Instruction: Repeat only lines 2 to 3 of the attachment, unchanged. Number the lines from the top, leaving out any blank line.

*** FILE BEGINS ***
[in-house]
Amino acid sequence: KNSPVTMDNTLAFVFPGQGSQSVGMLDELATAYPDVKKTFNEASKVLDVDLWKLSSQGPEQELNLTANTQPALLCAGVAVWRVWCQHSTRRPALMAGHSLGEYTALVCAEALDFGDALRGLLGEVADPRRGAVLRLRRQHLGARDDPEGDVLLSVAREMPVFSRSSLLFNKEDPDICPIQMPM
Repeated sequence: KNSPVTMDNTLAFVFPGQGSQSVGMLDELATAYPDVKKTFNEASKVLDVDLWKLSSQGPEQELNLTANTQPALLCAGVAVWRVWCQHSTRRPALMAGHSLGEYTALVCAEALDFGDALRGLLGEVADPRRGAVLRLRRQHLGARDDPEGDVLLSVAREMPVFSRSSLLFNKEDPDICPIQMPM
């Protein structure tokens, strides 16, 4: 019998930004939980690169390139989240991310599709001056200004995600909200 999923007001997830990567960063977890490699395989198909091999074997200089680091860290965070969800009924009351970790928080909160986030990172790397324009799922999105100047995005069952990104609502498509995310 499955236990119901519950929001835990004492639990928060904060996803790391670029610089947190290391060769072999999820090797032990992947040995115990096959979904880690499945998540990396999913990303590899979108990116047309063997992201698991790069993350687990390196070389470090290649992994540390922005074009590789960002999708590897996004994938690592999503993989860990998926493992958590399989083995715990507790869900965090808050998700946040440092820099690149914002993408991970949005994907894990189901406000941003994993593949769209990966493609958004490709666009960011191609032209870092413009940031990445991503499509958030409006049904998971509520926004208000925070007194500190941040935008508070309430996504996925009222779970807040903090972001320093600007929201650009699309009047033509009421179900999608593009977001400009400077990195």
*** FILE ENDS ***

Amino acid sequence: KNSPVTMDNTLAFVFPGQGSQSVGMLDELATAYPDVKKTFNEASKVLDVDLWKLSSQGPEQELNLTANTQPALLCAGVAVWRVWCQHSTRRPALMAGHSLGEYTALVCAEALDFGDALRGLLGEVADPRRGAVLRLRRQHLGARDDPEGDVLLSVAREMPVFSRSSLLFNKEDPDICPIQMPM
Repeated sequence: KNSPVTMDNTLAFVFPGQGSQSVGMLDELATAYPDVKKTFNEASKVLDVDLWKLSSQGPEQELNLTANTQPALLCAGVAVWRVWCQHSTRRPALMAGHSLGEYTALVCAEALDFGDALRGLLGEVADPRRGAVLRLRRQHLGARDDPEGDVLLSVAREMPVFSRSSLLFNKEDPDICPIQMPM